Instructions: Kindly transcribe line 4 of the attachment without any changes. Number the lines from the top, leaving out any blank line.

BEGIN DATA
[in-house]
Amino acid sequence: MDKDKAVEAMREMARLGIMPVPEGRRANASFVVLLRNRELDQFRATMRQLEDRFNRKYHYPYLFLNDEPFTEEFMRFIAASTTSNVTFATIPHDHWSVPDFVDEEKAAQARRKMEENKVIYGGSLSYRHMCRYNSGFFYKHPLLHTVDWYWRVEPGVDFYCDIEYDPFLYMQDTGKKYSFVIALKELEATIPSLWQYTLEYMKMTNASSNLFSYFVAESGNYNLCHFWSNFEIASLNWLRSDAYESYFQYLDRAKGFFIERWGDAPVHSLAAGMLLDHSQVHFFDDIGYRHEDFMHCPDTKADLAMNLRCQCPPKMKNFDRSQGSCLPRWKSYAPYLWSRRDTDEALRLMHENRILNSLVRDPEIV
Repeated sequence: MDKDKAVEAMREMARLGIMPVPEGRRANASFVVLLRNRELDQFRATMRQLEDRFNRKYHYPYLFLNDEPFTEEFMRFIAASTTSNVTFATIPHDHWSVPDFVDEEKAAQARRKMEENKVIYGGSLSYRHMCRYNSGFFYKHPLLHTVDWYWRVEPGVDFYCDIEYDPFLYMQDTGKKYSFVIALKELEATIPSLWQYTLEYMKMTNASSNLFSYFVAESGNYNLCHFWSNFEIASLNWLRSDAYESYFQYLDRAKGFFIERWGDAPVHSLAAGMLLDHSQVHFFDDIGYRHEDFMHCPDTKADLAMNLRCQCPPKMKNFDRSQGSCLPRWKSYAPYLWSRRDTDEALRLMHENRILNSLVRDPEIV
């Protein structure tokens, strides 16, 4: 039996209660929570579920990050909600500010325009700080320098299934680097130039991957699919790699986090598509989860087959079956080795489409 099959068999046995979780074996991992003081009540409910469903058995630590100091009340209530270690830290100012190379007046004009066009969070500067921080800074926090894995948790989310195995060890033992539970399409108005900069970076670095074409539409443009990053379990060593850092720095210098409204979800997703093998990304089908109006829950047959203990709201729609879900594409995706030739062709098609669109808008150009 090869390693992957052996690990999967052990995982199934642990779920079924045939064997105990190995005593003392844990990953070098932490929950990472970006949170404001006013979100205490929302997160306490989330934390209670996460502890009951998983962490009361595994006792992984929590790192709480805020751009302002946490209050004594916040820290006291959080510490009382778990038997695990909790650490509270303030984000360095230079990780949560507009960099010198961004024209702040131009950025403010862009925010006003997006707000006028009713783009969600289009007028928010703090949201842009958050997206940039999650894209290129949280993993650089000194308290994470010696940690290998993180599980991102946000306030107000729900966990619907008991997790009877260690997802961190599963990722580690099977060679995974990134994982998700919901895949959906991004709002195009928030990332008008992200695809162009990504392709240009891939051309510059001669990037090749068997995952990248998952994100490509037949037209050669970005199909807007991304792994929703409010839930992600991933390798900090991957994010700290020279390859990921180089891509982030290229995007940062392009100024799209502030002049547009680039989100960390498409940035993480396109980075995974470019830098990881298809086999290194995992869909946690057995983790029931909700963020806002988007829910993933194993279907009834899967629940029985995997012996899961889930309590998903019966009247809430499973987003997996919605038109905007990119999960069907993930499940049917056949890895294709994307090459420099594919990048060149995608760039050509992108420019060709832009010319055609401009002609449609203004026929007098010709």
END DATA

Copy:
């Protein structure tokens, strides 16, 4: 039996209660929570579920990050909600500010325009700080320098299934680097130039991957699919790699986090598509989860087959079956080795489409 099959068999046995979780074996991992003081009540409910469903058995630590100091009340209530270690830290100012190379007046004009066009969070500067921080800074926090894995948790989310195995060890033992539970399409108005900069970076670095074409539409443009990053379990060593850092720095210098409204979800997703093998990304089908109006829950047959203990709201729609879900594409995706030739062709098609669109808008150009 090869390693992957052996690990999967052990995982199934642990779920079924045939064997105990190995005593003392844990990953070098932490929950990472970006949170404001006013979100205490929302997160306490989330934390209670996460502890009951998983962490009361595994006792992984929590790192709480805020751009302002946490209050004594916040820290006291959080510490009382778990038997695990909790650490509270303030984000360095230079990780949560507009960099010198961004024209702040131009950025403010862009925010006003997006707000006028009713783009969600289009007028928010703090949201842009958050997206940039999650894209290129949280993993650089000194308290994470010696940690290998993180599980991102946000306030107000729900966990619907008991997790009877260690997802961190599963990722580690099977060679995974990134994982998700919901895949959906991004709002195009928030990332008008992200695809162009990504392709240009891939051309510059001669990037090749068997995952990248998952994100490509037949037209050669970005199909807007991304792994929703409010839930992600991933390798900090991957994010700290020279390859990921180089891509982030290229995007940062392009100024799209502030002049547009680039989100960390498409940035993480396109980075995974470019830098990881298809086999290194995992869909946690057995983790029931909700963020806002988007829910993933194993279907009834899967629940029985995997012996899961889930309590998903019966009247809430499973987003997996919605038109905007990119999960069907993930499940049917056949890895294709994307090459420099594919990048060149995608760039050509992108420019060709832009010319055609401009002609449609203004026929007098010709």